Taking in the best of southern Florida, Sasha Arms, editor of Carl Goes city guides, experiences the fast-paced fun of Miami and the laidback life of the Florida Keys in an all-American road trip.

In the first leg of our Florida road trip, we took in Orlando, Anna Maria Island and Naples. Travelling further south, the weather becomes steamier and more tropical. Driving from Naples on the Gulf of Mexico coastline towards Miami on the Atlantic coastline essentially means driving along one of two roads that cut through the Everglades: the I75, also known as ‘Alligator Alley’, or the Tamiami Trail.

Everglades (Sasha Arms)

Everglades (Sasha Arms)

The Tamiami Trail is by far the more interesting, where Indian villages can be spotted from the roadside, and a smattering of Everglades airboat tour providers inhabit the banks of the waterways. We stopped off at Wooten’s Everglades Airboat Tours, which is home to a nature park as well as offering airboat tours of the Everglades. The nature park has everything from baby alligators and adult alligators, to snakes, panthers and the loudest turkeys you’ve ever heard. Vultures hang around on top of every fence in sight. Taking an airboat into the Everglades is a fascinating experience and our skipper, Captain Robbie, had grown up a mile away and could regale many a story of getting caught up in the Everglades mangroves in his youth. On the 30 minute journey, we spotted a number of alligators ducking above and below the water line while Captain Robbie whizzed us around in the boat. Adrenalin-fuelled and a fascinating insight into a one-of-a-kind ecosystem, a Wooten’s airboat tour cannot be missed.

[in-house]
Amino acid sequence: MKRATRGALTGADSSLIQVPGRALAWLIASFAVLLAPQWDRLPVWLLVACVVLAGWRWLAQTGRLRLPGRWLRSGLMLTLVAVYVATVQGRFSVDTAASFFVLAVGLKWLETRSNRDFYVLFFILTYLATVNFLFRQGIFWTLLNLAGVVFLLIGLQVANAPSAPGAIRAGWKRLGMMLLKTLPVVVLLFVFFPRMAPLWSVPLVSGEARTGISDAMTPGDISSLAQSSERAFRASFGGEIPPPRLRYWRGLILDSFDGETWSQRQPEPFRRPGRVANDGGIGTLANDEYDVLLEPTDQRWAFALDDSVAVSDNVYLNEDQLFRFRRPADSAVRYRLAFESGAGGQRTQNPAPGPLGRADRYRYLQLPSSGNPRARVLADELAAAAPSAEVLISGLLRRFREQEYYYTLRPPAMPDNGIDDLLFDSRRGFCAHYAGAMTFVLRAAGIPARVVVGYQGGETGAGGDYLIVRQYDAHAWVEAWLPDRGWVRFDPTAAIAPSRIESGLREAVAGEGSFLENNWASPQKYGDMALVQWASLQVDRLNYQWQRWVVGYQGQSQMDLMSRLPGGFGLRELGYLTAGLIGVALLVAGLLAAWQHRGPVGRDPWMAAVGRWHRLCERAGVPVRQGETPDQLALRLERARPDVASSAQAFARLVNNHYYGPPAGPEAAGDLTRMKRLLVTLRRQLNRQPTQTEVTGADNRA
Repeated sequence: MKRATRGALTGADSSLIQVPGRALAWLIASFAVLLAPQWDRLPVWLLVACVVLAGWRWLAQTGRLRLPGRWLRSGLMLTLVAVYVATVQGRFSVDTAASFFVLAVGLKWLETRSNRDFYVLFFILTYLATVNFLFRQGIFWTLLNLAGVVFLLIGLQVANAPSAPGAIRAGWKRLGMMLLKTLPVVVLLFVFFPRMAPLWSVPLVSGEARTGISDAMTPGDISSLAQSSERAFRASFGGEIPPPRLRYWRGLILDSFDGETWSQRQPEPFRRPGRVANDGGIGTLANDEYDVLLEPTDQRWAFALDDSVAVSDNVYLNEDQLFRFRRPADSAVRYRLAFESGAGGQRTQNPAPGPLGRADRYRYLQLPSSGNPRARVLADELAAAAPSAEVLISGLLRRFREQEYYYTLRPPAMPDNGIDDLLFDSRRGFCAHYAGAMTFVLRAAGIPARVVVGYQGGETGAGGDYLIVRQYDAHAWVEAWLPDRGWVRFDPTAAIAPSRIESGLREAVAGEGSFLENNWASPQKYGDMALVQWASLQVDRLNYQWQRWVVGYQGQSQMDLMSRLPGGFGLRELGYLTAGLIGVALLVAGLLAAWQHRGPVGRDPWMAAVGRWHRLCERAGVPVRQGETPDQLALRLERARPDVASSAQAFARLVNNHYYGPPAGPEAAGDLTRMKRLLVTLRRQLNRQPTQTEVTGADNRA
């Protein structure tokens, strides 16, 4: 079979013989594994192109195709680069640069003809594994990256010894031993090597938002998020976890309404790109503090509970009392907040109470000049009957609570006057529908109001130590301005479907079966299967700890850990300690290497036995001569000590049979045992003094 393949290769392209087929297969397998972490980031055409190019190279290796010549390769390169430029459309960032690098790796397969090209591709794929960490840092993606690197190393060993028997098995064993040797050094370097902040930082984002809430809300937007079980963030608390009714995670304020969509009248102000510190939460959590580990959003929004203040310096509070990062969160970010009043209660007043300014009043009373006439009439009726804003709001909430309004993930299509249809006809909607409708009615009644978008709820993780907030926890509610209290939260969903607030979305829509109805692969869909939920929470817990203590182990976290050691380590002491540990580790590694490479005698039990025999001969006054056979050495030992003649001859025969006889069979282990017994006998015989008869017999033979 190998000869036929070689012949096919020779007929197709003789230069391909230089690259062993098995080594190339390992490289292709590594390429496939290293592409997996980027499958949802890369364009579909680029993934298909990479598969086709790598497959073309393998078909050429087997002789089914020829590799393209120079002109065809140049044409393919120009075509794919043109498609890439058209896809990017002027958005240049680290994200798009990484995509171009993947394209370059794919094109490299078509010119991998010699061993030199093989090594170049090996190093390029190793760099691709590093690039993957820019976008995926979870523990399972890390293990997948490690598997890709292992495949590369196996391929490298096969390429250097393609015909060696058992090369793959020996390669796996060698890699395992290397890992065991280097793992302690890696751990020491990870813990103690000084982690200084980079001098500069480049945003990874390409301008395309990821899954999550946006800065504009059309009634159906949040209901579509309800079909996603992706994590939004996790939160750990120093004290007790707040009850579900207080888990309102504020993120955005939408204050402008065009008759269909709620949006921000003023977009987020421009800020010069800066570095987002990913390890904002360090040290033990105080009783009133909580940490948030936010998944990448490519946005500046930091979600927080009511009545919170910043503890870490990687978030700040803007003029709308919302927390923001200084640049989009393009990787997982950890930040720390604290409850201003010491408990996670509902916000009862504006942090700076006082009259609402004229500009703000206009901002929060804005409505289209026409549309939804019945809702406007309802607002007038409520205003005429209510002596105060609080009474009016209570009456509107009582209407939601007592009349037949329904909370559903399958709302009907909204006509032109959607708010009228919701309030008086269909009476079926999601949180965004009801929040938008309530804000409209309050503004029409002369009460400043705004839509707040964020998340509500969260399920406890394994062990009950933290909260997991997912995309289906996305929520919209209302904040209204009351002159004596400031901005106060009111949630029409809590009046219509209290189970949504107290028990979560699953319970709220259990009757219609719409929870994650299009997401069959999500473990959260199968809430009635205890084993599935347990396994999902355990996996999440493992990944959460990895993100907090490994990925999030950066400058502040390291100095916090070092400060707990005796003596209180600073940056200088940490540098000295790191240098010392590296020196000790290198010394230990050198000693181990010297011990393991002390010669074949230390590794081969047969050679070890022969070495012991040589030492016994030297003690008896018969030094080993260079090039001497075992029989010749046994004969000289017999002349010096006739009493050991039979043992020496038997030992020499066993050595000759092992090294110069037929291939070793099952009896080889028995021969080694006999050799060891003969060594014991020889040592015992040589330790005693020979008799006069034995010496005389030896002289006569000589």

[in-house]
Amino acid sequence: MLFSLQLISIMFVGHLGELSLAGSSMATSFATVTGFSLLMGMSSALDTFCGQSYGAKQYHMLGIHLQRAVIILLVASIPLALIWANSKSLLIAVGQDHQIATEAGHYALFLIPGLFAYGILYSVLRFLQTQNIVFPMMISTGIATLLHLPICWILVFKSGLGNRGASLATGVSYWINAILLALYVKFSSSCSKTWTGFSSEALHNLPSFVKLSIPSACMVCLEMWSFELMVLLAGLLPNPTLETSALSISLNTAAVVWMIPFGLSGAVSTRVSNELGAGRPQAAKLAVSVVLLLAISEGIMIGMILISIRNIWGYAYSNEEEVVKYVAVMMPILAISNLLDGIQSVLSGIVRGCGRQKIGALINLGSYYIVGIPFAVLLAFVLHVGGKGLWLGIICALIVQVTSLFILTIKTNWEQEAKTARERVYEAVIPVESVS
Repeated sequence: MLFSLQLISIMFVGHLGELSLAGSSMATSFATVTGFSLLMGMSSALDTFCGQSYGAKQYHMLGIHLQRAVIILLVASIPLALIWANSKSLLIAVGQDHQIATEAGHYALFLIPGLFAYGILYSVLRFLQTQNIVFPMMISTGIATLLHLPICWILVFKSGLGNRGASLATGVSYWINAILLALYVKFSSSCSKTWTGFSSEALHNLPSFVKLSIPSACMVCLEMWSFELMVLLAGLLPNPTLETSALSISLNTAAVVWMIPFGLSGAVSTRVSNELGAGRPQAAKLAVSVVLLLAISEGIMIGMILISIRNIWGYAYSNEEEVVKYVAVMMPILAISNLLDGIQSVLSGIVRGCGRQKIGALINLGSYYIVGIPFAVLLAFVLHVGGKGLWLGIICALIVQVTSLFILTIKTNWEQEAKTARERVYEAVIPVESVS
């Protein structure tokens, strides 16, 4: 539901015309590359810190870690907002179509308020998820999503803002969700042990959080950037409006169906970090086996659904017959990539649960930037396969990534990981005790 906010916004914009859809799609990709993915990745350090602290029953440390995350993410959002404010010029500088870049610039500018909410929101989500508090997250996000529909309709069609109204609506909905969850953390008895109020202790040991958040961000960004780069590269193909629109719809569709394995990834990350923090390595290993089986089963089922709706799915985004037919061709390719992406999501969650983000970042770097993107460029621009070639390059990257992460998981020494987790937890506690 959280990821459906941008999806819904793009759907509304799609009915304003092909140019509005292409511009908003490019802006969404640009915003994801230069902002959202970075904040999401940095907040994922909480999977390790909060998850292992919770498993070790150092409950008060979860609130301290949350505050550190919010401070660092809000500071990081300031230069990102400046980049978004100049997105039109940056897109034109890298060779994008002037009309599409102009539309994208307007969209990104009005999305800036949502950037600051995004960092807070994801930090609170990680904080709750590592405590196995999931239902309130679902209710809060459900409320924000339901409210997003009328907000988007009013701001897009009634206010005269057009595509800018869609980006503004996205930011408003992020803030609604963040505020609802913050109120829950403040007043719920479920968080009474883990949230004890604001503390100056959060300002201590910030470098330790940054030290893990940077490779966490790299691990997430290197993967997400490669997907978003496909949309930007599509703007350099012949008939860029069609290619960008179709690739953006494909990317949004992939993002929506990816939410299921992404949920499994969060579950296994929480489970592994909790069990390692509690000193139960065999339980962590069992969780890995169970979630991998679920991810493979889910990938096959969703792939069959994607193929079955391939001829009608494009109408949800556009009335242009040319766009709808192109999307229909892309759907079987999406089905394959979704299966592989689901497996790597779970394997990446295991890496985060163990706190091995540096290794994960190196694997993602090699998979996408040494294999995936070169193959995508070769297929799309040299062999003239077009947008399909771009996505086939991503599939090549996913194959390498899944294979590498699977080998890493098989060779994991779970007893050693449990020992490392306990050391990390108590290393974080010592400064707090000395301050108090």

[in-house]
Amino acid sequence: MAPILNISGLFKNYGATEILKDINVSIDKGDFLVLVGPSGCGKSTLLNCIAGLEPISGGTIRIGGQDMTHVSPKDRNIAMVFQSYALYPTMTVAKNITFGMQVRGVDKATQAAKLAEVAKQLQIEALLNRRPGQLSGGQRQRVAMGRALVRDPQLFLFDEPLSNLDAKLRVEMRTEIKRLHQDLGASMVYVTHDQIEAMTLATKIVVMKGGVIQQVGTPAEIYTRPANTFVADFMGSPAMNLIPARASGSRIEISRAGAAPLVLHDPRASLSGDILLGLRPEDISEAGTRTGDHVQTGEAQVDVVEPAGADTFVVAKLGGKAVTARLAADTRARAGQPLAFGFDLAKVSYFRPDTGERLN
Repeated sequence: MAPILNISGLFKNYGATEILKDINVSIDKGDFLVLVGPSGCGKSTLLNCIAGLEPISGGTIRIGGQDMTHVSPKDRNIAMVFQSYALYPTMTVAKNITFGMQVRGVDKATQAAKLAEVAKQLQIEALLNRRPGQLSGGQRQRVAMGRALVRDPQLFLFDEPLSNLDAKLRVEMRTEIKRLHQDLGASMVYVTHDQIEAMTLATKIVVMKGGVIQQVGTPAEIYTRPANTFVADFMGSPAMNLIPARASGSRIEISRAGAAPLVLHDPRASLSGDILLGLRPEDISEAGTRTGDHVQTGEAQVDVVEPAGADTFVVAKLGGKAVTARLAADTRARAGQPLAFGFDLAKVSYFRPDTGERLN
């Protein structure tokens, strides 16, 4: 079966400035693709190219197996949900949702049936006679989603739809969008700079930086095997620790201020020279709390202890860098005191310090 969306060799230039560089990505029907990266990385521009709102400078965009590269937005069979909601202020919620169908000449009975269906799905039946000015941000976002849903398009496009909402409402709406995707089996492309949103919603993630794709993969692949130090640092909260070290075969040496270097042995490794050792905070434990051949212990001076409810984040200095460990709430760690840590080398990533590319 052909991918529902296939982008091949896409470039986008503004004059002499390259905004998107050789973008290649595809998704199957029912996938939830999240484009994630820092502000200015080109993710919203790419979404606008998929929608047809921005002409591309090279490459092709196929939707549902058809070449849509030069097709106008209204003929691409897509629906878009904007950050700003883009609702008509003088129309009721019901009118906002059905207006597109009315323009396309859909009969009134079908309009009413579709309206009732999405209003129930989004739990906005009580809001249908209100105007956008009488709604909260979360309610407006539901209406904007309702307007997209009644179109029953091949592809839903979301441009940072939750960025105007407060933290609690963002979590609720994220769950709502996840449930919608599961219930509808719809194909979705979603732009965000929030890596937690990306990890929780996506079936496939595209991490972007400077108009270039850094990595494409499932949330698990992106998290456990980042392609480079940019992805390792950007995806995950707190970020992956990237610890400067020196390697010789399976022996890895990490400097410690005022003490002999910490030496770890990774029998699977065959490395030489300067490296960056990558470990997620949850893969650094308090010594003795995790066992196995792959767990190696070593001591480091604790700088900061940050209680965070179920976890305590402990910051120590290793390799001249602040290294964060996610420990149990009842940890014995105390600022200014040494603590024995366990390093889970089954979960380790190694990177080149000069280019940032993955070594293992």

Wooten’s Everglades Airboat Tours (Sasha Arms)

Wooten’s Everglades Airboat Tours (Sasha Arms)

Miami

Arriving in Florida’s second largest city can be a culture shock after spending time in some of the state’s more laidback coastal towns and islands. We headed straight to Miami Beach, where the trendy and moneyed locals and visitors like to let loose. Days in Miami Beach can be as relaxing or fun-injected as you like, consisting of beach time, perusing the boutiques and taking in the Art Deco architecture; to partying with cocktails in the swimming pools of the big hotels, followed up by drinking and dancing in bars along Ocean Drive well into the early morning.

South Beach (Sasha Arms)

South Beach (Sasha Arms)

While there are plenty of restaurants along Ocean Drive, Collins Avenue and other of the buzziest streets in the area, they can be pricey and touristy. Wander over to the other side of Miami Beach and you’ll find restaurants with a more local vibe and better quality of food.

Key Lime Pie at the Icebox Cafe

Key Lime Pie at the Icebox Cafe

Icebox Cafe is one such eatery, decked out in light wooden furniture and low slung lights that have a distinctly Scandinavian feeling. The mood is relaxed and intimate and the menu appealing with a seasonal feeling. We started off with a couple of refreshing cocktails, made with syrups that had been freshly made on the premises. For starters, we had the creamiest jumbo lump crab cakes, complete with earthy white beans and organic yellow tomatoes, and the oh-so-tender St. Louis pork ribs served with the zing of homemade kimchi. For the main dishes, we had the tuna steak with fresh salsa and the pappardelle with the full-of-flavour braised short rib ragu. The fresh, feel-good flavours made for a real treat of a meal, and full as we were, we made space for the key lime pie: definitely the best we tasted on the whole trip. Friendly but not overbearing service from Gustavo, a mellow atmosphere and carefully crafted flavours made the meal genuinely impressive.